A statement from Ankara on Monday said that Turkish soldiers had moved into Idlib overnight as part of an operation to enforce the internationally-brokered ‘de-escalation’ zone deal, agreed earlier this year.
They would being “reconnaissance activities”, the Turkish military said, without specifying how many troops had been committed to the operation, in order to make sure the de-escalation deal was maintained. Turkey said it would also provide aid for civilians in the area.
Idlib is now mostly controlled by Hay’at Tahrir al-Sham (HTS), a Salafist extremist group linked to al-Qaeda, which is not party to the ceasefire deal agreed between the regime and more moderate rebel groups within the Free Syrian Army (FSA) umbrella.
Turkish forces also shelled HTS positions on the edge of Idlib over the weekend. It is unclear whether HTS, heavily outgunned by the Turkish military, will put up any resistance to the Ankara offensive.
Fighting between the two could create a newly active front in Syria’s complex civil war, now in its seventh year – and pose new dangers for Idlib’s civilians, already pounded in the past by Russian and Syrian air strikes.
“If the [US-led coalition against Isis] or Russia decides on a big operation in this area, that means millions more refugees who will try to go to Turkey. That’s why it’s in Turkey’s interests to not have trouble in this part of Syria,” said Wissam Zarqa, a rebel media activist who fled East Aleppo for Idlib when the city fell at the end of last year.
“The question is, can that be done peacefully? Can the Turkish government have checkpoints and some influence here without fighting? Otherwise, things will get more complicated.”
The new move from Ankara is the second-largest ever Turkish troop deployment into neighbouring Syria after 2016’s Operation Euphrates Shield, when Turkey sent soldiers and tanks to aid local forces in removing Isis from a strip of territory on its border – and also prevent US-backed Kurdish militias from expanding their territory.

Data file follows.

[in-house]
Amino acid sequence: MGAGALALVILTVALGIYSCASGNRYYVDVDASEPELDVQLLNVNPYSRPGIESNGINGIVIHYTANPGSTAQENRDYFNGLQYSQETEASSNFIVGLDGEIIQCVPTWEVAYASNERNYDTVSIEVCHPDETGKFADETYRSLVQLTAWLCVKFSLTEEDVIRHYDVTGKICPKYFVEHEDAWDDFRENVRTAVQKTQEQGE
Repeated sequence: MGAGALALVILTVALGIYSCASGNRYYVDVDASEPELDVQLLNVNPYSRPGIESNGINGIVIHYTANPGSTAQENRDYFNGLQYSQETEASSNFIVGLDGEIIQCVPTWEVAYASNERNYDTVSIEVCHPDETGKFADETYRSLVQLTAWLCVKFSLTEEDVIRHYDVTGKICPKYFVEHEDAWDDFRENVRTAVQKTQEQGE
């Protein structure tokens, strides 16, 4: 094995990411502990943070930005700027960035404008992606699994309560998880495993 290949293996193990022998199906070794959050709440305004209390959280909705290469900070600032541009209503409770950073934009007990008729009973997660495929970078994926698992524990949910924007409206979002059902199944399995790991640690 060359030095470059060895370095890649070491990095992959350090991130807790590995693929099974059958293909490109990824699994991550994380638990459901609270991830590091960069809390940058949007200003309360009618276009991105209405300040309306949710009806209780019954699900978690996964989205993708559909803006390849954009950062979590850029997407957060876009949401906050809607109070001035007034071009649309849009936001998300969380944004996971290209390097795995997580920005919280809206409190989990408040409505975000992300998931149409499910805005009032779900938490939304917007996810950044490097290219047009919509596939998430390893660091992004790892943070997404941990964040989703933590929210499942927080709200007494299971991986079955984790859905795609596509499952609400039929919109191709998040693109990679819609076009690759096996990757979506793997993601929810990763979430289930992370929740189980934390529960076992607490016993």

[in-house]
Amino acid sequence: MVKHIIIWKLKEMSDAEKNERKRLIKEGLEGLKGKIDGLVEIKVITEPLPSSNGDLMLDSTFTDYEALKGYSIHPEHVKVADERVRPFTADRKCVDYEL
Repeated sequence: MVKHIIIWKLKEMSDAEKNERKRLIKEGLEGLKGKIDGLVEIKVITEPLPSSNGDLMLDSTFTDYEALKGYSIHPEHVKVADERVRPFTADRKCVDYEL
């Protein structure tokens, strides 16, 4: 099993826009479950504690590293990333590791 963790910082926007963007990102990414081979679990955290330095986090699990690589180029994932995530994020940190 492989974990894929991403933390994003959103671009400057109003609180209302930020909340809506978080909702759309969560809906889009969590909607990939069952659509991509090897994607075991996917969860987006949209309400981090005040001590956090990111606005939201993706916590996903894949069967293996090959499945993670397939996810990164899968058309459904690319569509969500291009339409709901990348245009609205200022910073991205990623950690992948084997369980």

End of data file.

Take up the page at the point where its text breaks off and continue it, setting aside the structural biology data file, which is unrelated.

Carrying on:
Observers say the new offensive is also designed to prevent Kurdish territorial gains in neighbouring Afrin.
Turkey views the Syrian Kurdish militias, allied to the Kurdish PKK insurgency in its own country, as terrorist organisations. However, the US-led anti-Isis coalition backs the Kurds as the most effective ground force against the militants in Syria – which has led to tensions between the world powers in the past.
While Turkey has supported rebel factions against Syrian President Bashar al-Assad and his allies in Moscow throughout the conflict, in the last year relations between Ankara and Moscow have somewhat thawed.
The Turkish, Russian and Iranian cooperation on the de-escalation zone plan means that Turkey is “de facto agreeing to the transition of power for Assad,” said Talha Kose, an analyst at the Foundation for Political and Social Research in Ankara, speaking on a panel in Istanbul last week.
“It is a very risky area – Turkey may face a backlash from moderate rebels if it can’t deliver humanitarian services” and could “come under pressure” from Russia and Iran to eliminate HTS altogether, he added.
Agencies contributed to this report
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